“That’s the problem, we are not listening, white America is not hearing. We’re not actively LOOKING for racial prejudice. … We want to do better, we want to HEAR you, and we will fight for you because thinking we are not part of the problem is checking the box it means we are not doing enough. It’s our job to educate ourselves. We are sorry.” (Capitalized words in original)
This was only after the Brees family “experienced the death threats … experienced the hate,” she said in her statement.
In humiliating Brees and Fangio, the Left acts no differently than totalitarian regimes that demand every area of society to reflect their ideology – including sports.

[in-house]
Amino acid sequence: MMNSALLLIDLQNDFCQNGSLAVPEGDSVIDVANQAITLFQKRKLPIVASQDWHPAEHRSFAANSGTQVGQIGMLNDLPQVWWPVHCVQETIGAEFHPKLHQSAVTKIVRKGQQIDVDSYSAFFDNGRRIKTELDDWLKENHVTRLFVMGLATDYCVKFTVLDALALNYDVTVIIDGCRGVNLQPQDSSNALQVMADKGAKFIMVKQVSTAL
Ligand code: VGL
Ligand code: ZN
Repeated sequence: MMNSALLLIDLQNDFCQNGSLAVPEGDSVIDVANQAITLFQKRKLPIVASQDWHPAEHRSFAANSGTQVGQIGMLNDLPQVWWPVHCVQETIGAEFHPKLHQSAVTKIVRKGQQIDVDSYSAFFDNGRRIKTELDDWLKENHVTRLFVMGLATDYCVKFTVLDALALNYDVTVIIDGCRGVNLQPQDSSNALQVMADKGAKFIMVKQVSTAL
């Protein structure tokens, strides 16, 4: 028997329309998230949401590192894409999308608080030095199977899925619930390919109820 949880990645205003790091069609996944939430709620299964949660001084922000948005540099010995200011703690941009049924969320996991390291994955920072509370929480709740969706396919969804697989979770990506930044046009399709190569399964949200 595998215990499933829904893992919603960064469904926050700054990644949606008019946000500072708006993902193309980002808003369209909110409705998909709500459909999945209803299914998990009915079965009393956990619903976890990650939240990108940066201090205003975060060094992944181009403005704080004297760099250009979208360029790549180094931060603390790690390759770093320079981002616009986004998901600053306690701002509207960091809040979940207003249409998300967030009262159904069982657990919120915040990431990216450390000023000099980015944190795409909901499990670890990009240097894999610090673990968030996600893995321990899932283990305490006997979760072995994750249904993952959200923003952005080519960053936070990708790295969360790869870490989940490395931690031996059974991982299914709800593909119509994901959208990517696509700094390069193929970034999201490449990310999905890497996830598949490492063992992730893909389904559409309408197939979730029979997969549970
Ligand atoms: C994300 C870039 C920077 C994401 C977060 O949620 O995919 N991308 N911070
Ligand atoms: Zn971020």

Though all countries hope athletic success brings national glory, Nazi Germany became the first to manipulate sports for ideological and geopolitical purposes.
The Nazis used sports to glorify the “Aryan” race and prepare Germany for war. For the 1936 Summer Olympics, they spared no expense in turning Berlin into a modern Potemkin village that would impress tourists and allay their fears of Germany’s ultimate intentions.
“We must be more charming than the Parisians, more easy-going than the Viennese, more vivacious than the Romans, more cosmopolitan than London, and more practical than New York,” stated the Nazi newspaper Der Angriff almost a month before the Olympics.
Defusing suspicion belonged to a more comprehensive strategy, as Richard Mandell wrote in his book, “The Nazi Olympics.”
“The four million Berliners,” Mandell wrote, “have constant instruction from above that they had been entrusted with an obligation to demonstrate the excellence of German National Socialism to the whole world.”
Wage-and-price controls kept meals and accommodations cheap. Official interpreters roamed the streets. Hermann Goering and Joseph Goebbels threw lavish parties for dignitaries.